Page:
David C. Schwebel has published over 235 peer-reviewed manuscripts, most focusing on understanding and preventing unintentional injury in children, adolescents, and young adults. Specific risk factors of interest include temperament and personality, overestimation of physical ability and cognitive development, and adult supervision of children.
From a prevention perspective, Dr. Schwebel has developed and implemented injury prevention techniques for a range of situations, including pedestrian safety training in virtual reality environments, school playground safety via behavioral strategies targeting teachers, drowning prevention through lifeguard training at public swimming pools, dog bite prevention in rural China and in the United States, and kerosene safety in low-income South Africa neighborhoods.
Dr. Schwebel is a Woodrow Wilson Scholar, a Fulbright Award winner, and a Fellow of the American Psychological Association. His research has been funded by NIH, CDC, DOT, and several other federal, non-profit and industry groups.
What many people call an accident is usually not accidental. If people had behaved differently, that accident may have been averted. Early research in the UAB Youth Safety Lab, which I direct, focused on understanding psychological and behavioral factors that place children, adolescents and young adults at increased risk for unintentional injuries. We considered cognitive development, temperament, adult supervision, and many other factors.
Over time, my desire to apply our research findings to help children and families led me to translate our findings about risk for child injury into intervention and prevention programs. Currently, much of my research is focused on development, evaluation, and implementation of programs to reduce youth injury risk. Many of these prevention programs are based in technology — examples include using virtual reality to teach children to cross streets, multi-media internet training to improve teacher supervision at preschool playgrounds, and use of interactive augmented reality to help parents install car seats correctly. Other work is global — identifying ways to reduce kerosene poisoning in low-income South African communities, reducing risk of dog bites in rural China and pedestrian injury in urban China, and reducing suicide risk among young women in rural Iran. All of our research is closely grounded in psychological theory of child development, health-related behavior change, and ecological context. Our work is also applied, designed to improve public health through changes in how children and the adults who supervise them behave and think, or changes to the environment children and their supervisors engage within.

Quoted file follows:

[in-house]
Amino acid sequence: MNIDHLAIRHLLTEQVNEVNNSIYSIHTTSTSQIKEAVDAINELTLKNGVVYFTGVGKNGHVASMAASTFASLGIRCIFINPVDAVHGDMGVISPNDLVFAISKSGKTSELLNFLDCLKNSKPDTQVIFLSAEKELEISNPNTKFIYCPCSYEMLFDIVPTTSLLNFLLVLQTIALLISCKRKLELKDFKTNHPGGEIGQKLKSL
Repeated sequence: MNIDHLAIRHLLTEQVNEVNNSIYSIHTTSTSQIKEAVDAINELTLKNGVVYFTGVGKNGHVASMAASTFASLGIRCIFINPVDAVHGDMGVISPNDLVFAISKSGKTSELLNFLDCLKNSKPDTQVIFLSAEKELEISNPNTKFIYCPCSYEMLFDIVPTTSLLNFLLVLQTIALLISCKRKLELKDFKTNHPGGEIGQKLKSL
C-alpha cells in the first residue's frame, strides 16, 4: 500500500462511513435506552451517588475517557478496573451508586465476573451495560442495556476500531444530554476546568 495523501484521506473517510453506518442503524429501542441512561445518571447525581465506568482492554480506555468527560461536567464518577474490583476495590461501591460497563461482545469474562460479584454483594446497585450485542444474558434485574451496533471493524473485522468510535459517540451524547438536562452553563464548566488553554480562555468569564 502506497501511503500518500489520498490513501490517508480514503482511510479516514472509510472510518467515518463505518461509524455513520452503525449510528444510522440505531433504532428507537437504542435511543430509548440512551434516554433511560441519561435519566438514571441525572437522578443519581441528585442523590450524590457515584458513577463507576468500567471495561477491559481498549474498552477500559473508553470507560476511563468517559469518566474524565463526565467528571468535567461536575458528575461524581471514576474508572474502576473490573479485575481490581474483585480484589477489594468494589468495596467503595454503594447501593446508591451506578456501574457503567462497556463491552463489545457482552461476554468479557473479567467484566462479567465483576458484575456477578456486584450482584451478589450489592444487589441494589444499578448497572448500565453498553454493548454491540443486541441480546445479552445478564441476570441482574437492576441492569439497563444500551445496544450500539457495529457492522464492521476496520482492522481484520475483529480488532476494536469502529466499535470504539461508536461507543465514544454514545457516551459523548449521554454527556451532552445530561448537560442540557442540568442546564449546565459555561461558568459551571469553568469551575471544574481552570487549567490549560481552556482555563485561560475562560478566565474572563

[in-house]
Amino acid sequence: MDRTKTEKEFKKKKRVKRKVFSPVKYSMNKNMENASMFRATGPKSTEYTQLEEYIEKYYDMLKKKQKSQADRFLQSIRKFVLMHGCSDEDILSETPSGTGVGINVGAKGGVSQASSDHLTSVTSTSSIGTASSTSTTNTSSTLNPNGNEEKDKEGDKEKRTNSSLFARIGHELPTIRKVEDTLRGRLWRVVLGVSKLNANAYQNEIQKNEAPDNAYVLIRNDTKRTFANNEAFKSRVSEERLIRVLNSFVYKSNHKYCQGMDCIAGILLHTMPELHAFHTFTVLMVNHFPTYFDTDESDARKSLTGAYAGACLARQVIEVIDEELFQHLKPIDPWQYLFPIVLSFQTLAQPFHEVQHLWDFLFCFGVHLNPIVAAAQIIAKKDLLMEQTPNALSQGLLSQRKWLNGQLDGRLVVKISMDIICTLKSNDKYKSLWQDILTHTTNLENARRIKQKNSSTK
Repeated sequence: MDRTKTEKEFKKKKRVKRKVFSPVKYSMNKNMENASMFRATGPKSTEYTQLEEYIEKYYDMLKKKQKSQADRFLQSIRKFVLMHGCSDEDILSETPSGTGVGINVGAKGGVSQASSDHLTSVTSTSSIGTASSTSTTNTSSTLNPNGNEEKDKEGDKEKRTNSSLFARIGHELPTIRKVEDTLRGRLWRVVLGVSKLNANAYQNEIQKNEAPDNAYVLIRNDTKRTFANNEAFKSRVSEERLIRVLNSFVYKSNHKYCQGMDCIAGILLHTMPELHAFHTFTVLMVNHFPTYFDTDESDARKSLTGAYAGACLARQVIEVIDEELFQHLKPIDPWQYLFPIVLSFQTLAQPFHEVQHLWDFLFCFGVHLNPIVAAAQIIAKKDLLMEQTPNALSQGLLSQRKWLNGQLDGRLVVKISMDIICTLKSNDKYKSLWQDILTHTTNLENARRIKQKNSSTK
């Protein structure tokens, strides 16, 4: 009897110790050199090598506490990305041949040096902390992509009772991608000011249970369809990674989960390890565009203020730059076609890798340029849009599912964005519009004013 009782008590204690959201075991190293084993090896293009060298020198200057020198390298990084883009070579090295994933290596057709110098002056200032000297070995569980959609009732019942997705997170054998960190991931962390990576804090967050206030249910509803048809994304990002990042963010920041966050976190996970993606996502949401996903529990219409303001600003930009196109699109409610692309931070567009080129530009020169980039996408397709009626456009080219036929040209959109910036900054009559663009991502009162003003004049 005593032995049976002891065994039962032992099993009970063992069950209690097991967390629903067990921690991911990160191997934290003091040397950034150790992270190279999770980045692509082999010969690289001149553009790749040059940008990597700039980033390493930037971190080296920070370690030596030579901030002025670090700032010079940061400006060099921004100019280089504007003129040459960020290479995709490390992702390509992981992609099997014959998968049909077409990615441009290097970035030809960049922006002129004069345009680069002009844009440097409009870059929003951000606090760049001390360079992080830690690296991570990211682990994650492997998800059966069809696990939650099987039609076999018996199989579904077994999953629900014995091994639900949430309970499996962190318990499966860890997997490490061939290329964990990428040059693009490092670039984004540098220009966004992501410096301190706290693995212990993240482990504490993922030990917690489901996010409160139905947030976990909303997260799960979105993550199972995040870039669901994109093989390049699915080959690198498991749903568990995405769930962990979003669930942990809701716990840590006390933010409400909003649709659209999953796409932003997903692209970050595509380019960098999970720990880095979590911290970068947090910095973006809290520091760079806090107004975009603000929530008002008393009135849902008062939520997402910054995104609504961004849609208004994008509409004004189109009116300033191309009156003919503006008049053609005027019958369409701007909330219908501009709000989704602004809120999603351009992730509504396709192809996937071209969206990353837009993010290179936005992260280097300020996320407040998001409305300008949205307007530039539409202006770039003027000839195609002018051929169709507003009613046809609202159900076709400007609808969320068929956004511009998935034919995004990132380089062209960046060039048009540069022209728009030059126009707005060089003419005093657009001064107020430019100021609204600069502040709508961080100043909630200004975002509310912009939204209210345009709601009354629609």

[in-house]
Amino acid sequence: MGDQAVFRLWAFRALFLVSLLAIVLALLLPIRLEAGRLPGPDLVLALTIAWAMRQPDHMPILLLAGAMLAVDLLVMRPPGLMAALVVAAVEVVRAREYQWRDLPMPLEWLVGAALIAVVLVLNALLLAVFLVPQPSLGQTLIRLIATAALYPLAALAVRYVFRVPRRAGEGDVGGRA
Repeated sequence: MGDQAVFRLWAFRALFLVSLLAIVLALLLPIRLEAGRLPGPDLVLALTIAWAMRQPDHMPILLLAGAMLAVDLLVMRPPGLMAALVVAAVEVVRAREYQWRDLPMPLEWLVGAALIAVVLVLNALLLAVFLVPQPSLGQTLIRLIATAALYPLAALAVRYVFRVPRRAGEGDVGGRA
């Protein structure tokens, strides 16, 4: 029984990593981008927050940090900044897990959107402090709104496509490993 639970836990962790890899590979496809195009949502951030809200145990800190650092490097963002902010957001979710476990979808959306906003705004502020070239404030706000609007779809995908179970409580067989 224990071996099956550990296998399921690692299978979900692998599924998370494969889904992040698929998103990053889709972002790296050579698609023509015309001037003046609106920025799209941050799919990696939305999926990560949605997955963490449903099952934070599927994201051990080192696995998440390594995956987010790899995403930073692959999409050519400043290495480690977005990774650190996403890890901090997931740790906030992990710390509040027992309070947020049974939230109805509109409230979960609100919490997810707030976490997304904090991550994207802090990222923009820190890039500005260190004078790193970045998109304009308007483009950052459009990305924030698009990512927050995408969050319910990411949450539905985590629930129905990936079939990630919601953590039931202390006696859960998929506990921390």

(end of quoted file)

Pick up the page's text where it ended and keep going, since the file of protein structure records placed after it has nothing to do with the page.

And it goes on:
Our laboratory’s ultimate goal is to use psychological science to understand risk for injury and then develop, evaluate, and disseminate effective programs to reduce injuries to children, adolescents, and young adults.